1921
Volume 59, Issue 4
  • ISSN: 0002-9637
  • E-ISSN: 1476-1645

Abstract

An outbreak of 538 cases of trichinellosis occurred in France in December 1993. Seven cases developed neurotrichinosis and 23 had cardiologic complications. No deaths were recorded. Two patients had a positive muscle biopsy showing living Trichinella larvae. One of them was typed as Trichinella spiralis. A case-control study showed that horse meat was the only meat associated with illness (odds ratio = 80.7). The risk of illness increased with the amount of horse meat eaten and when it was consumed raw. The cases, which were spread out in five foci, bought horse meat from five butchers who had received parts of a single horse carcass imported in November 1993 from Canada. The Trichinella International Screening Program, implemented since 1985 after two similar episodes involving a thousand cases, failed to detect the incriminated horse carcass. This new horse meat-related outbreak led to modifications of the internationally recommended screening methods whereby the weight of meat samples tested was increased.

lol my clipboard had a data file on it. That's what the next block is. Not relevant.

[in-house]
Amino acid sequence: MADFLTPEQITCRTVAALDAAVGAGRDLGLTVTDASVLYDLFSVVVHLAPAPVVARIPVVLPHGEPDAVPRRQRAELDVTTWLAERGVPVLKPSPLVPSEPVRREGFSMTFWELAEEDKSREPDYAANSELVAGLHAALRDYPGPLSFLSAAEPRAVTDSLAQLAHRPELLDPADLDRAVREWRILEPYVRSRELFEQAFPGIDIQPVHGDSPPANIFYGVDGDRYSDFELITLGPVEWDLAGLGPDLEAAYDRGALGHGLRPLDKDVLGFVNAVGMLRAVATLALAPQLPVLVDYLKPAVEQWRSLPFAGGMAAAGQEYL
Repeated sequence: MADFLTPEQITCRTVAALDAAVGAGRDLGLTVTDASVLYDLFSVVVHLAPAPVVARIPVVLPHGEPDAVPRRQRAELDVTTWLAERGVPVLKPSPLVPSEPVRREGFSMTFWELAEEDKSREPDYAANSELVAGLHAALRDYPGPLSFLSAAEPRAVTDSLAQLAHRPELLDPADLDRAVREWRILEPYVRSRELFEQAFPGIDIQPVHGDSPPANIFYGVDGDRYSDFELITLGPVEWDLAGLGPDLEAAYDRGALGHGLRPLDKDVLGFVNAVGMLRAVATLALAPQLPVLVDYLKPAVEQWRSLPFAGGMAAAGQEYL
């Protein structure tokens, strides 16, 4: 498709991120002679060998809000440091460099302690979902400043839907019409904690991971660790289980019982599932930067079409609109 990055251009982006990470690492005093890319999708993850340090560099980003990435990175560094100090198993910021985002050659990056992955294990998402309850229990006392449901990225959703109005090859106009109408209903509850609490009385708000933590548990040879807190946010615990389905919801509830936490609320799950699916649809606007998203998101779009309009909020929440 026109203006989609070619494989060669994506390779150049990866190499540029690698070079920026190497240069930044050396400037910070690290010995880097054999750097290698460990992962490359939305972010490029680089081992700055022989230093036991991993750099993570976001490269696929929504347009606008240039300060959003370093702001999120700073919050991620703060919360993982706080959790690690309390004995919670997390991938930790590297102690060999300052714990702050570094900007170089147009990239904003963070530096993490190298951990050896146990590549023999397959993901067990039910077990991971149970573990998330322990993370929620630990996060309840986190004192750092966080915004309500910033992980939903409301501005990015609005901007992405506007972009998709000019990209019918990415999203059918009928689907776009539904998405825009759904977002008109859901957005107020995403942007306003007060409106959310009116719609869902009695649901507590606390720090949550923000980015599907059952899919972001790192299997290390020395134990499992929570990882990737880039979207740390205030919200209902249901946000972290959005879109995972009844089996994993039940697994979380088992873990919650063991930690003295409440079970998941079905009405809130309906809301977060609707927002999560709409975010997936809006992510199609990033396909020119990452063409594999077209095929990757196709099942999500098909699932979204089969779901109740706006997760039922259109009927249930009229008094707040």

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/content/journals/10.4269/ajtmh.1998.59.615
1998-10-01
2017-09-25
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